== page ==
In the past years, crowdfunding has gained traction for certain real estate investments. While some platforms are available to all investors, others require individuals to meet certain criteria to participate. The SEC divides investors into two categories: non-accredited and accredited. In my previous article, I discussed the differences between these two, along with some considerations for platforms that accept non-accredited investor funding.
In this piece, we’ll look at crowdfunding for accredited investors. One of the well-known players in this space is CrowdStreet, which has funded more than 750 deals with over $4 billion invested. CrowdStreet requires a minimum investment of $25,000 for most deals.
CrowdStreet recently hit headlines when investor funds went missing. On August 11, Bisnow reported investigations by the DOJ into Nightingale Properties, which allegedly diverted nearly $40 million of equity raised on CrowdStreet into accounts controlled by its CEO. In light of the missing funds, CrowdStreet co-founder Tore Steen left his role as CEO of the company. In a statement published by Crowdfund Insider, CrowdStreet stated that the investments on its platform “are illiquid, with significant risks. These risks are clearly disclosed to investors both when they sign up on the CrowdStreet platform, when they complete a new account agreement, and when they make an offer and fund a specific investment.” The platform has also announced new enhancements, including escrow account funding, individual accreditation verification, and operational improvements aimed to increase investor protections.
Despite recent events, crowdfunding platforms continue to have a presence in the investment world. Another platform open to accredited investors is EquityMultiple, which requires a starting investment of at least $5,000. It focuses on commercial real estate, with opportunities including equity, preferred equity, and senior debt investments. PeerStreet allows accredited investors to start with minimums of $1,000 for debt investments.
Before we go further, I want to point out that it’s essential to consult an attorney before delving into crowdfunding. There are complex regulations in this space, and you’ll want to make sure that everything from the disclosures you provide to the way you file is in line with the SEC requirements. In addition, clearly there are risks involved, and carrying out research and due diligence will be increasingly important amid today’s rising interest rates and higher costs of debt.
Who Qualifies as an Accredited Investor
Individuals who have a net worth of more than $1 million (not including their primary residence) can qualify as accredited investors. Those who have earned $200,000 as a single filer or $300,000 as a couple during the previous two years, with an expectation to continue to make the same going forward, are also included in this category. Households that meet the criteria to be accredited investors are able to invest in certain products and vehicles, including real estate.
As I’ve mentioned previously, when raising capital for an acquisition, you’ll often be reaching out to individuals who could contribute $25,000 or more. In recent years, crowdfunding rules have changed—specifically the JOBS Act of 2012 created avenues for non-accredited investors to participate in fundraising. While some crowdfunding platforms do cater to all investors and accept contributions starting at low figures such as $50, it’s also true that platforms for accredited investors often are looking to fund larger projects.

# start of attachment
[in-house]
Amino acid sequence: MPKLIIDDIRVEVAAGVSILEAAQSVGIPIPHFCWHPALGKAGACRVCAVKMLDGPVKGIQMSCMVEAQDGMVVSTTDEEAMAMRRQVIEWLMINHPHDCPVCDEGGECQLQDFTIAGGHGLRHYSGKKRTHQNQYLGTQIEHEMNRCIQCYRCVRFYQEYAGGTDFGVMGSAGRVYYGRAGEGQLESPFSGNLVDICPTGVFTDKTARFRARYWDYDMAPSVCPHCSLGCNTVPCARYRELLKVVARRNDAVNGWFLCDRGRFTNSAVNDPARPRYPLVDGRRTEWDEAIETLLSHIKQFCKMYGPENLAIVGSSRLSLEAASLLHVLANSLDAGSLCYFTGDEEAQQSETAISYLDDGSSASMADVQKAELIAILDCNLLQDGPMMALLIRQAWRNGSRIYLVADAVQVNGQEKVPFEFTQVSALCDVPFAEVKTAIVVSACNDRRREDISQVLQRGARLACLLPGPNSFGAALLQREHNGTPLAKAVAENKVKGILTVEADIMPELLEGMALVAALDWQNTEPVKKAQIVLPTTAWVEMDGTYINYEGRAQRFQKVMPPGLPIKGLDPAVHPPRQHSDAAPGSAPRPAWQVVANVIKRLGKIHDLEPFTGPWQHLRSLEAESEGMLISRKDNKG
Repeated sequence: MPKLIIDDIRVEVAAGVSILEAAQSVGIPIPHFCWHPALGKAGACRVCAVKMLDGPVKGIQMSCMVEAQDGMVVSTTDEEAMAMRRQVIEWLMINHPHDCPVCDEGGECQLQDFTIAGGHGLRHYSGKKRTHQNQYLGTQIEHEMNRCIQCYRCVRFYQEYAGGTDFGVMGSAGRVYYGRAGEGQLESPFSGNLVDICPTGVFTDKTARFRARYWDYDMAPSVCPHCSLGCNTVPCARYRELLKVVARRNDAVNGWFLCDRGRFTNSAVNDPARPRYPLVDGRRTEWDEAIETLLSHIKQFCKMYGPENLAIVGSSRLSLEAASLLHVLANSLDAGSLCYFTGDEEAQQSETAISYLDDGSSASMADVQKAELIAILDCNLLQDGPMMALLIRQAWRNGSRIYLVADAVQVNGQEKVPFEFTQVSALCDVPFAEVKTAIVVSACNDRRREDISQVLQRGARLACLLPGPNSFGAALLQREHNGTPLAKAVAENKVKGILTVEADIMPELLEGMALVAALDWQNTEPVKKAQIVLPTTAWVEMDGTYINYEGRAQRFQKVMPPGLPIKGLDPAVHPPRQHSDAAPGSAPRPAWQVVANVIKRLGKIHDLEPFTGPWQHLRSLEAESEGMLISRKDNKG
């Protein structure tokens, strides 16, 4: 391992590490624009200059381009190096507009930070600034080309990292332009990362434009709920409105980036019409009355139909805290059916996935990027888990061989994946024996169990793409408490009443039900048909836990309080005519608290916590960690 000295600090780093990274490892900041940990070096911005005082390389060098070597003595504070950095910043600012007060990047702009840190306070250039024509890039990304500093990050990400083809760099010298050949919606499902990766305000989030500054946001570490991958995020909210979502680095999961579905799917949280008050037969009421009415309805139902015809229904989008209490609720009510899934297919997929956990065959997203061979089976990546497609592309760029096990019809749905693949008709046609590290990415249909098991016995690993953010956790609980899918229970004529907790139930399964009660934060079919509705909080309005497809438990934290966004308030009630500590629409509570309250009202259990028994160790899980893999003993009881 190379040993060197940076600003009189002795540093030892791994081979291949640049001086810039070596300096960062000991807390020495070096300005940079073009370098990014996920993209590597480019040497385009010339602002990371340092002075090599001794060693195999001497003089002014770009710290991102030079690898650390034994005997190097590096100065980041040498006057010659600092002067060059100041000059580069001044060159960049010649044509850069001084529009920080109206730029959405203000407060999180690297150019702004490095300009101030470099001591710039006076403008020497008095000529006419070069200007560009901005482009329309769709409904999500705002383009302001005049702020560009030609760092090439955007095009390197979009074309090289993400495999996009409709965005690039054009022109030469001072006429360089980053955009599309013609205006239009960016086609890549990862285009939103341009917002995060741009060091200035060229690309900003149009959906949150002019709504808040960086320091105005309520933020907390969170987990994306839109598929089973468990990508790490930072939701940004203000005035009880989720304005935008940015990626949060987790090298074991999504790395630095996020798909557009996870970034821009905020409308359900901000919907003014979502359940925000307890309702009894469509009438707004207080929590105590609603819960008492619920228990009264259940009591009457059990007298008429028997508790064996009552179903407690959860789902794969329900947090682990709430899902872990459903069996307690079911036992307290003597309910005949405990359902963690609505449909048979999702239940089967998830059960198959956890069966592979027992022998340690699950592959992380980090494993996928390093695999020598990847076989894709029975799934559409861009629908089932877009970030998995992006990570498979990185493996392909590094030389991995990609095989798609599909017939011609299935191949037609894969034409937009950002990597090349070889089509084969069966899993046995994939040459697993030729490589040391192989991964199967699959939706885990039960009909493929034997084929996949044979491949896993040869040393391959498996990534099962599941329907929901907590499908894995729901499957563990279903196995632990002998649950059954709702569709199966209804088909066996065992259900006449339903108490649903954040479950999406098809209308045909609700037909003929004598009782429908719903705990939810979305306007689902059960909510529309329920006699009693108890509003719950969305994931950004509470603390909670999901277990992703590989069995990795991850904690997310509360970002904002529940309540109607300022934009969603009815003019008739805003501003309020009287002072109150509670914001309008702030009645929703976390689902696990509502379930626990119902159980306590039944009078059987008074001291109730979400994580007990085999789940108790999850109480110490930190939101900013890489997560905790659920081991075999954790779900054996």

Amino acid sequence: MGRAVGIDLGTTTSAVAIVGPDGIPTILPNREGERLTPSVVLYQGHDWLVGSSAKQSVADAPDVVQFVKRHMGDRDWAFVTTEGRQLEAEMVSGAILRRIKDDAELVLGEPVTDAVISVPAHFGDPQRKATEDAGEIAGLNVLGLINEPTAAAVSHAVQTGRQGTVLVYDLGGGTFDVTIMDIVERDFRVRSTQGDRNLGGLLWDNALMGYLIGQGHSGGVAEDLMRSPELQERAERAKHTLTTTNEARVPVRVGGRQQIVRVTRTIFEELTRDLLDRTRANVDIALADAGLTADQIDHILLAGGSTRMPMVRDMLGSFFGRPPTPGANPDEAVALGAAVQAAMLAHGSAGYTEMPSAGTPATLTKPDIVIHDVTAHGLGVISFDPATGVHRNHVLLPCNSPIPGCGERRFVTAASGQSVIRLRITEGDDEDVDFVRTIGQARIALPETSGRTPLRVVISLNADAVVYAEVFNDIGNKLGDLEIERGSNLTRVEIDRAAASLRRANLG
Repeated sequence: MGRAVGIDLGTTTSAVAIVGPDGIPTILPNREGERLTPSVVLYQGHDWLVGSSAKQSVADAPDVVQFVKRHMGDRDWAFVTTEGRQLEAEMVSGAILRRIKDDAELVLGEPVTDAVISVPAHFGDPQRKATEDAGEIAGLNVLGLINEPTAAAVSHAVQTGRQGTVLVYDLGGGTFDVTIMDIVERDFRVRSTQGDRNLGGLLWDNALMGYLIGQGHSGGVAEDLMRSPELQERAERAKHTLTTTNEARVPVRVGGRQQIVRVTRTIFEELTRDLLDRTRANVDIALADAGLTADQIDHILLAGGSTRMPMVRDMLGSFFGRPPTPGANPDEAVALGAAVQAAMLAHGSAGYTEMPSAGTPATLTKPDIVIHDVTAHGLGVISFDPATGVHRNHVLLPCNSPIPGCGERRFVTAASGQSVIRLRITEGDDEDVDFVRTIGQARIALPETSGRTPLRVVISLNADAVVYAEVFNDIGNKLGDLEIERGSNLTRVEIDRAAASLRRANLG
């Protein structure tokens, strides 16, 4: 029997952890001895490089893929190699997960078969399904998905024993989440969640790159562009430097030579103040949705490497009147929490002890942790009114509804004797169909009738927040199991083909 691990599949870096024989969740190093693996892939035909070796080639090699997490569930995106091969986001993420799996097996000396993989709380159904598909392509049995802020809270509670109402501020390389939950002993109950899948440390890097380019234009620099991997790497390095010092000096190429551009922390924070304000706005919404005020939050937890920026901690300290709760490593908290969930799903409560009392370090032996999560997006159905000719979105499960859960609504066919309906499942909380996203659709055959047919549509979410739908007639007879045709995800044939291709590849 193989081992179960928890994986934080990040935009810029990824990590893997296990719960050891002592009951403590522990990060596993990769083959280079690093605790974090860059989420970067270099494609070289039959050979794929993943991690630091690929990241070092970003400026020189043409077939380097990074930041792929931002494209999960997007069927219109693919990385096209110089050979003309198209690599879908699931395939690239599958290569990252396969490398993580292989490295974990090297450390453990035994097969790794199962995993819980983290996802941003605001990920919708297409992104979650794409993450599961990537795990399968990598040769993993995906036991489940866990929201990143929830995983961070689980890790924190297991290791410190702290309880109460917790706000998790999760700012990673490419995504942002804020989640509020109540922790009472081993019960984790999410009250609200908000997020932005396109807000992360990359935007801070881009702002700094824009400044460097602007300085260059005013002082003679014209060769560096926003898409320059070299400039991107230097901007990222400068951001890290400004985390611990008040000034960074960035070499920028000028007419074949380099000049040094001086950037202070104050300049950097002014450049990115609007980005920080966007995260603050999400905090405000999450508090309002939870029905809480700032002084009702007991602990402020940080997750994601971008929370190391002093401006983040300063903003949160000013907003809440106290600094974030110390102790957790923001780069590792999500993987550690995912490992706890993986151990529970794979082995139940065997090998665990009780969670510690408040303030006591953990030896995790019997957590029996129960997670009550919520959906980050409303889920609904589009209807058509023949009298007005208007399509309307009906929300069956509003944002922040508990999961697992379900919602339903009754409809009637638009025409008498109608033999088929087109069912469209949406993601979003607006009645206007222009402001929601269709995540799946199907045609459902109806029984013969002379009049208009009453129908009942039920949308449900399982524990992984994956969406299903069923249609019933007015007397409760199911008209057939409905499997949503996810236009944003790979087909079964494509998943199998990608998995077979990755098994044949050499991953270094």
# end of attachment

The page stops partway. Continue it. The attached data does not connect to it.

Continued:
Factors to Consider before Trying Out Crowdfunding
Crowdfunding platforms are as unique as individual investors—you’ll find that the minimum investment, fees, and listings differ from one site to another. The way that investors are managed through crowdfunding can vary too. Some platforms allow you to own the communication with investors after you raise the money, while others have limitations. You’ll want to find out who is overseeing the investor relationship and how that fits into your business plan.
Like other types of real estate investments, track records and reputation matter. It can be valuable to compare and evaluate different platforms to see how they have performed in the past. The number of years they have operated and the amount of funding they have raised can be a determining factor. Following several platforms over time and paying attention to their social media presence may be helpful as well. Look for the total number of investors and the historical annual returns, along with opportunities to reinvest. Read through reviews and see what others are saying about the sites through online channels. Check how much information is available on the platform: Are there educational resources available? How are opportunities vetted? What can investors expect? Are there ways to communicate and interact personally?
If you’re attempting to raise money for a real estate investment for the first time, relying on crowdfunding might get complicated. In some cases, it could serve to supplement the capital you’re already bringing to the table. However, you’ll want to keep in mind that with so many rules involved, you’ll need to work with professionals including an attorney to make sure you’re proceeding correctly.
Ultimately, you may opt to work with a partner who has experience on these platforms when starting out. Or you might find that your deal team prefers to connect directly with investors, reaching out personally and raising funds on an individual basis. After you’ve carried out several successful deals and are looking for ways to diversify, you might revisit crowdfunding options. Overall, the best opportunities tend to come to those who have an insider’s edge, and that typically requires building relationships and developing a team over time.